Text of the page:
Occupational Therapy and Children
Occupational therapy is a vital part of many children’s therapy regimens.
By Sandra Ramirez, OTR
April is Occupational Therapy Month! And though the term “occupational” may throw you a bit in regards to children, occupational therapy is a vital part of many children’s therapy regimens. A pediatric occupational therapist focuses on helping children develop the skills they need to grow into functional and independent adults.
There are many different areas that occupational therapy focuses on such as:
- cognitive skills (problem solving, using judgment, completing higher level tasks)
- fine motor skills (using smaller muscle groups such as hands and fingers)
- gross motor skills (using larger muscle groups such as those necessary for sitting up, crawling, walking)
- sensory integration (exposing stimulation in a structured repetitive way so the brain will adapt and allow kids to process and react to sensations more efficiently whether that be noise, tactile, taste, or visual sensations)
- self-care tasks (dressing oneself, buttoning shirts, brushing teeth, self-feeding)
- social skills
When working with children, pediatric occupational therapists often incorporate play as a way to motivate and reduce anxiety and fears children may have. Each session is made to target a new goal, build self-esteem, and build confidence when it comes to their capabilities.
Being a part of the occupational therapy profession has been so rewarding and has brought such joy to my life. I knew that being an occupational therapist would be rewarding when I first came into this field. Helping medically fragile children become strong, independent people during their stay and be discharged from the hospital knowing they can do anything they put their mind to is the greatest gift. Being a part of this field has allowed me the opportunity to be a part of these kids and their families’ stories and it has helped me grow as a clinician and as a person.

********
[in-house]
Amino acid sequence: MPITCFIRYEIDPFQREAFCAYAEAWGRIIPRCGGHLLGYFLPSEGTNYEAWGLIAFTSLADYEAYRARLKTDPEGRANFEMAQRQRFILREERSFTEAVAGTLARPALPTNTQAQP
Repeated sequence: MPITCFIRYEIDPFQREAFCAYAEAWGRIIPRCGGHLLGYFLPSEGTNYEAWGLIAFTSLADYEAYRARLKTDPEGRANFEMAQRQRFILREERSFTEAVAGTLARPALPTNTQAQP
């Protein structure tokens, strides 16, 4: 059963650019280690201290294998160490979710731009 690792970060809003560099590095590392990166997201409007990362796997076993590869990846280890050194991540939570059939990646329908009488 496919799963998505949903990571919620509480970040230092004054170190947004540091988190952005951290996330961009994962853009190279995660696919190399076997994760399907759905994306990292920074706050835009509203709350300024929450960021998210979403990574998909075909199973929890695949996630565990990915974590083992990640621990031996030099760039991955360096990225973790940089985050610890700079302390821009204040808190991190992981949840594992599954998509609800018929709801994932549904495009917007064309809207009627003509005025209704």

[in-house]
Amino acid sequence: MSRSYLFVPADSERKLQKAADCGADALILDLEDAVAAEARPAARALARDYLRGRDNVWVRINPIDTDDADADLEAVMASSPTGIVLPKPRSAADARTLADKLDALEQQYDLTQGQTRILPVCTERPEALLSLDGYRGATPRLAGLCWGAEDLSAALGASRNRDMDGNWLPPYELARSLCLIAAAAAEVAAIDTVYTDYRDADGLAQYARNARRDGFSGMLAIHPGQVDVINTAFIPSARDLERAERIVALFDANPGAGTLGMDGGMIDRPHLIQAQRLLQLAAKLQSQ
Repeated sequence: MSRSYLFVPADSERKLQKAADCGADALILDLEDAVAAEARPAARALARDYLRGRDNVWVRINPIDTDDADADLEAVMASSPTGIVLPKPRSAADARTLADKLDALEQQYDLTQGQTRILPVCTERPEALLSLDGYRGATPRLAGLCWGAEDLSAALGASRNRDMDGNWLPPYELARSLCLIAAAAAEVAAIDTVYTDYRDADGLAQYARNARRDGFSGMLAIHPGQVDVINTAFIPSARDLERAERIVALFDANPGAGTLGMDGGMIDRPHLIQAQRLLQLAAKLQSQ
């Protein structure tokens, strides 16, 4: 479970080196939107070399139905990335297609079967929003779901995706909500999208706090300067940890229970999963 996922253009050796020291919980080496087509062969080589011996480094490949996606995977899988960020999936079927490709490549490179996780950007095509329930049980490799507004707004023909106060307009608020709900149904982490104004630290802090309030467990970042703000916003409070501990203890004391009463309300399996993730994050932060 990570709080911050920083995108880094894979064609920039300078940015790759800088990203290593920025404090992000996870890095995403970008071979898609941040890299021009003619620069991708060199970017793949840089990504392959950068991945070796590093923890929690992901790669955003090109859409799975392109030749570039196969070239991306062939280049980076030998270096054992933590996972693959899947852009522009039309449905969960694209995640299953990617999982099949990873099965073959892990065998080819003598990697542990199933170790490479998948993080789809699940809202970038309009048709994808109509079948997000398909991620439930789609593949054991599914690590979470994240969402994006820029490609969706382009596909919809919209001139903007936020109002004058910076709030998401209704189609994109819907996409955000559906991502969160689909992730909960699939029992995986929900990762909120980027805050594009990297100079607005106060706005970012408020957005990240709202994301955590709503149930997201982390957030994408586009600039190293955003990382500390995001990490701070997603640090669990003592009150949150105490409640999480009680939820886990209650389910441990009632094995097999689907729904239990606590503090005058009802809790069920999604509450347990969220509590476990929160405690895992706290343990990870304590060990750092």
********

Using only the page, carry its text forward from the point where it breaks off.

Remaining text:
My greatest joy is when children and their families return to the hospital and they want to find me to show me how well they are doing! What can be better than that?
Being an occupational therapist is not just a job; it is a lifestyle and who we are. People who want to help, people who want to advocate, and people who want to do whatever is best for their patients and families.
Growing into a self-sufficient adult may be easy for some. Others, though, need a hand. Whether that hand teaches them to write better, to gain specific motor control, to perform their self-care with increased independence, it helps them reach maturity with strength and confidence. These qualities are vital to making it on their own.
For more information about occupational therapy, visit https://kidshealth.org/en/parents/occupational-therapy.html.